And then there was the middle part of the trip...a 3-day "Big Chill" weekend in Nashville with my wife's lively high school class that would require all the clothes and accouterments needed for a couple of group dinners and excursions to both the Grand Ole Opry and the Country Music Hall of Fame, not to mention some determined, middle-aged forays up and down the music club district of downtown Nashville. This year, one of her classmates, a guy named Lon Helton, who is a well-known country music radio personality and music industry mover and shaker had a weak moment and agreed to host the self-inflicted invasion of his city and his home.
I don't know what he was thinking, but it was nice of him and his saintly wife, Anne, all the same.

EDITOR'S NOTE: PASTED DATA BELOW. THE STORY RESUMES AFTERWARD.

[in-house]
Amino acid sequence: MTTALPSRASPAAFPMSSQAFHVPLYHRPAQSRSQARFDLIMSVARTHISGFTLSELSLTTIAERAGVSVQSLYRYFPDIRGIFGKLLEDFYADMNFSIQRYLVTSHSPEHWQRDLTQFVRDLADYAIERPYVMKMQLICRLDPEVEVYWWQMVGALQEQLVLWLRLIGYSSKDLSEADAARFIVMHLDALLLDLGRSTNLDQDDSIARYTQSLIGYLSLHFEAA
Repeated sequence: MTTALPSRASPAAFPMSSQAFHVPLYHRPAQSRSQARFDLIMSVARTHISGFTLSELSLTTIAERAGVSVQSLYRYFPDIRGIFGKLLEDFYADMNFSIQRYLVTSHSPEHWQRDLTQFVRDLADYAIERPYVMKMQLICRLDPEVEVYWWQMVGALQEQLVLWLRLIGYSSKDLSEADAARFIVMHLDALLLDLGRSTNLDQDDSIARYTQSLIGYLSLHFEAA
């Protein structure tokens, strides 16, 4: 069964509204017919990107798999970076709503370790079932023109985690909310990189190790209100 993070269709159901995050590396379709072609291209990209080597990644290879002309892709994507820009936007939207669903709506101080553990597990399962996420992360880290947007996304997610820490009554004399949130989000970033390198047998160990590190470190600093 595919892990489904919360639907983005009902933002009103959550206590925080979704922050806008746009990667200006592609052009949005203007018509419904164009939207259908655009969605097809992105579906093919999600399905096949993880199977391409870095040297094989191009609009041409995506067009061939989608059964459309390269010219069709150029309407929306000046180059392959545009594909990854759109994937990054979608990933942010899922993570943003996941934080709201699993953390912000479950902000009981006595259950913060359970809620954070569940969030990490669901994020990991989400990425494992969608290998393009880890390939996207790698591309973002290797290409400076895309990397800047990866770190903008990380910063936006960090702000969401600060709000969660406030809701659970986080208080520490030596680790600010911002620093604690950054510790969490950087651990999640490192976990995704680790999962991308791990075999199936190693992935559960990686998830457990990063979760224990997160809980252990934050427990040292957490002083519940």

I didn't really know what to expect in Nashville. But, It turns out that for us, at least, it was equal parts of entertainment, education and flat-out fun. It was kind of inspiring, even, for a well-worn music veteran like me.
Soon after we hit the streets for the first time, bits of yet another song began to filter into my brain.
"Nashville Cats, play clean as country water
Nashville Cats, play wild as mountain dew
Nashville Cats, been playin' since they's babies
Nashville Cats, get work before they're two"
John Sebastian knew what he was talking about when he wrote those words.
And like the old Lovin' Spoonful song says, there really are at least "thirteen hundred and fifty two guitar pickers in Nashville."
But unlike many cities where most musicians also work as waiters, bartenders and cabbies while waiting for a break and a chance to play in public, the Nashville music scene seems to be able to offer enough work for a big chunk of them in its zillions of clubs, bars, restaurants, parks and downtown street corners.